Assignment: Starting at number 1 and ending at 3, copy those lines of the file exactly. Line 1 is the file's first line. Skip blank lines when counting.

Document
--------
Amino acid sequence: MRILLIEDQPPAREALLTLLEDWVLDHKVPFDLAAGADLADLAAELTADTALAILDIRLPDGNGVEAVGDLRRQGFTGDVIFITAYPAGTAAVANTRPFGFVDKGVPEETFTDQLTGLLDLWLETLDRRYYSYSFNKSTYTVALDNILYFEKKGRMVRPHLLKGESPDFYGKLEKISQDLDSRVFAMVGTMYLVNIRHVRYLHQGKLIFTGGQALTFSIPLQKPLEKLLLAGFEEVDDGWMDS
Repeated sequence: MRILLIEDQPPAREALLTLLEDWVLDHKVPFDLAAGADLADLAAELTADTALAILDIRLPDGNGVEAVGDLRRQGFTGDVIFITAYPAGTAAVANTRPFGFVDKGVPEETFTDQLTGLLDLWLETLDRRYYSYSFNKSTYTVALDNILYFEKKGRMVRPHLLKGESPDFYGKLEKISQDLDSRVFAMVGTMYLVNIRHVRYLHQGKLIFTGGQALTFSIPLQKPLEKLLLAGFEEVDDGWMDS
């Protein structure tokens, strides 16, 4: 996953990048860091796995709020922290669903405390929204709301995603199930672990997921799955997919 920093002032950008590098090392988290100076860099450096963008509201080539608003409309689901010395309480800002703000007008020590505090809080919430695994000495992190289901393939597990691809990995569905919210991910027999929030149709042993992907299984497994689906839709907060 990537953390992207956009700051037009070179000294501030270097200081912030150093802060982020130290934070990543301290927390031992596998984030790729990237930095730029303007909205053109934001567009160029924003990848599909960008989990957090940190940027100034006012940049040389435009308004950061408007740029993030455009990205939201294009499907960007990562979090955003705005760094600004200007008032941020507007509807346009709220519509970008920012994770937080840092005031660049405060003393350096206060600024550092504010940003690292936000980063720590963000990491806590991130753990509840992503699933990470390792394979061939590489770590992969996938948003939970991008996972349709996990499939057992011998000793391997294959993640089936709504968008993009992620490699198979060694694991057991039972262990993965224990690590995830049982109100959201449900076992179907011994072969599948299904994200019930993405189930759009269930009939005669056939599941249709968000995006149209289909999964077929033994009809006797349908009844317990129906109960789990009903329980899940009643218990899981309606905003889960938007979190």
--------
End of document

Amino acid sequence: MRILLIEDQPPAREALLTLLEDWVLDHKVPFDLAAGADLADLAAELTADTALAILDIRLPDGNGVEAVGDLRRQGFTGDVIFITAYPAGTAAVANTRPFGFVDKGVPEETFTDQLTGLLDLWLETLDRRYYSYSFNKSTYTVALDNILYFEKKGRMVRPHLLKGESPDFYGKLEKISQDLDSRVFAMVGTMYLVNIRHVRYLHQGKLIFTGGQALTFSIPLQKPLEKLLLAGFEEVDDGWMDS
Repeated sequence: MRILLIEDQPPAREALLTLLEDWVLDHKVPFDLAAGADLADLAAELTADTALAILDIRLPDGNGVEAVGDLRRQGFTGDVIFITAYPAGTAAVANTRPFGFVDKGVPEETFTDQLTGLLDLWLETLDRRYYSYSFNKSTYTVALDNILYFEKKGRMVRPHLLKGESPDFYGKLEKISQDLDSRVFAMVGTMYLVNIRHVRYLHQGKLIFTGGQALTFSIPLQKPLEKLLLAGFEEVDDGWMDS
């Protein structure tokens, strides 16, 4: 996953990048860091796995709020922290669903405390929204709301995603199930672990997921799955997919 920093002032950008590098090392988290100076860099450096963008509201080539608003409309689901010395309480800002703000007008020590505090809080919430695994000495992190289901393939597990691809990995569905919210991910027999929030149709042993992907299984497994689906839709907060 990537953390992207956009700051037009070179000294501030270097200081912030150093802060982020130290934070990543301290927390031992596998984030790729990237930095730029303007909205053109934001567009160029924003990848599909960008989990957090940190940027100034006012940049040389435009308004950061408007740029993030455009990205939201294009499907960007990562979090955003705005760094600004200007008032941020507007509807346009709220519509970008920012994770937080840092005031660049405060003393350096206060600024550092504010940003690292936000980063720590963000990491806590991130753990509840992503699933990470390792394979061939590489770590992969996938948003939970991008996972349709996990499939057992011998000793391997294959993640089936709504968008993009992620490699198979060694694991057991039972262990993965224990690590995830049982109100959201449900076992179907011994072969599948299904994200019930993405189930759009269930009939005669056939599941249709968000995006149209289909999964077929033994009809006797349908009844317990129906109960789990009903329980899940009643218990899981309606905003889960938007979190």